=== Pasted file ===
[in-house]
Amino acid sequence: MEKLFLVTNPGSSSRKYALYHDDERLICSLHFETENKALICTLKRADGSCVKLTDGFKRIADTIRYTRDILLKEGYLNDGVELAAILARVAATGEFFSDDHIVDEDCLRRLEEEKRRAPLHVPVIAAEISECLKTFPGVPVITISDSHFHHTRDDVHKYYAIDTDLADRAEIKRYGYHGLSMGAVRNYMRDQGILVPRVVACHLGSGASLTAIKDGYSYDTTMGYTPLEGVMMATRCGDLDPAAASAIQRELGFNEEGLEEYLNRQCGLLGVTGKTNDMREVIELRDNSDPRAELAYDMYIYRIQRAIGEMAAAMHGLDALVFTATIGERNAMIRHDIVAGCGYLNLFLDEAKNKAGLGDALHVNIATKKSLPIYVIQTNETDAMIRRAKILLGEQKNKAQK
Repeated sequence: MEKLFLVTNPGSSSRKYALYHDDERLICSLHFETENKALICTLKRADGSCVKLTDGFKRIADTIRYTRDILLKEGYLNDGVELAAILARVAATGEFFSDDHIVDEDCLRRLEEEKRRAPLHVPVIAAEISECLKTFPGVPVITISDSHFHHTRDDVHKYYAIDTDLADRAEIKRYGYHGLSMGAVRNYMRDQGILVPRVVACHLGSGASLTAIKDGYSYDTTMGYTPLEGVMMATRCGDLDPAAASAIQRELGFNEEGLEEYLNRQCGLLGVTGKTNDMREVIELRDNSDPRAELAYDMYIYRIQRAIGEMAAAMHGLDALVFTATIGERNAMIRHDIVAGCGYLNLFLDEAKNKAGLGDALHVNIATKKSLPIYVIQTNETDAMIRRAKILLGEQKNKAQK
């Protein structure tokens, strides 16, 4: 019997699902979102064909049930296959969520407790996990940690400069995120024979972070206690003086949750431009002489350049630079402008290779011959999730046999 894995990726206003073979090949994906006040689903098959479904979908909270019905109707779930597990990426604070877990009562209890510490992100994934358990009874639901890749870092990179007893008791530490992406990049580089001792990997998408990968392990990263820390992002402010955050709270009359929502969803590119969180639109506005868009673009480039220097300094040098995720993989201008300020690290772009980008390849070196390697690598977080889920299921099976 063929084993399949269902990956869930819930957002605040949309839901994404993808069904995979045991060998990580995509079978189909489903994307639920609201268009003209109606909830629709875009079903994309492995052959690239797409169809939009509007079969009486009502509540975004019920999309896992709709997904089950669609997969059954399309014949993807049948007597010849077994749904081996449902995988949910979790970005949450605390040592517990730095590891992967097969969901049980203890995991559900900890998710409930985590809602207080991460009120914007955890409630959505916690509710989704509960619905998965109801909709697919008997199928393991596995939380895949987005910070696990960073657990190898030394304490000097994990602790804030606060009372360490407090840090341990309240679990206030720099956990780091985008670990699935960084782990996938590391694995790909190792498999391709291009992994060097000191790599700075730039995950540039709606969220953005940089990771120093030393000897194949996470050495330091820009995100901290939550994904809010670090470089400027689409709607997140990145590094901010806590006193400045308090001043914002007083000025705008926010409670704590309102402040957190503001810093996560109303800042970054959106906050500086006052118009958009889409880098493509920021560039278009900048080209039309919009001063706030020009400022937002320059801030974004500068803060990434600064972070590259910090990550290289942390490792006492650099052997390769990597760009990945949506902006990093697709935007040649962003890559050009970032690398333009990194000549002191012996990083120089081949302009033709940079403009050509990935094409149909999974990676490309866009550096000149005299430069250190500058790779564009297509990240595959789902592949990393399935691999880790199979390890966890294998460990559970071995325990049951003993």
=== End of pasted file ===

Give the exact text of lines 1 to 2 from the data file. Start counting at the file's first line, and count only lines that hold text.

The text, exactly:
[in-house]
Amino acid sequence: MEKLFLVTNPGSSSRKYALYHDDERLICSLHFETENKALICTLKRADGSCVKLTDGFKRIADTIRYTRDILLKEGYLNDGVELAAILARVAATGEFFSDDHIVDEDCLRRLEEEKRRAPLHVPVIAAEISECLKTFPGVPVITISDSHFHHTRDDVHKYYAIDTDLADRAEIKRYGYHGLSMGAVRNYMRDQGILVPRVVACHLGSGASLTAIKDGYSYDTTMGYTPLEGVMMATRCGDLDPAAASAIQRELGFNEEGLEEYLNRQCGLLGVTGKTNDMREVIELRDNSDPRAELAYDMYIYRIQRAIGEMAAAMHGLDALVFTATIGERNAMIRHDIVAGCGYLNLFLDEAKNKAGLGDALHVNIATKKSLPIYVIQTNETDAMIRRAKILLGEQKNKAQK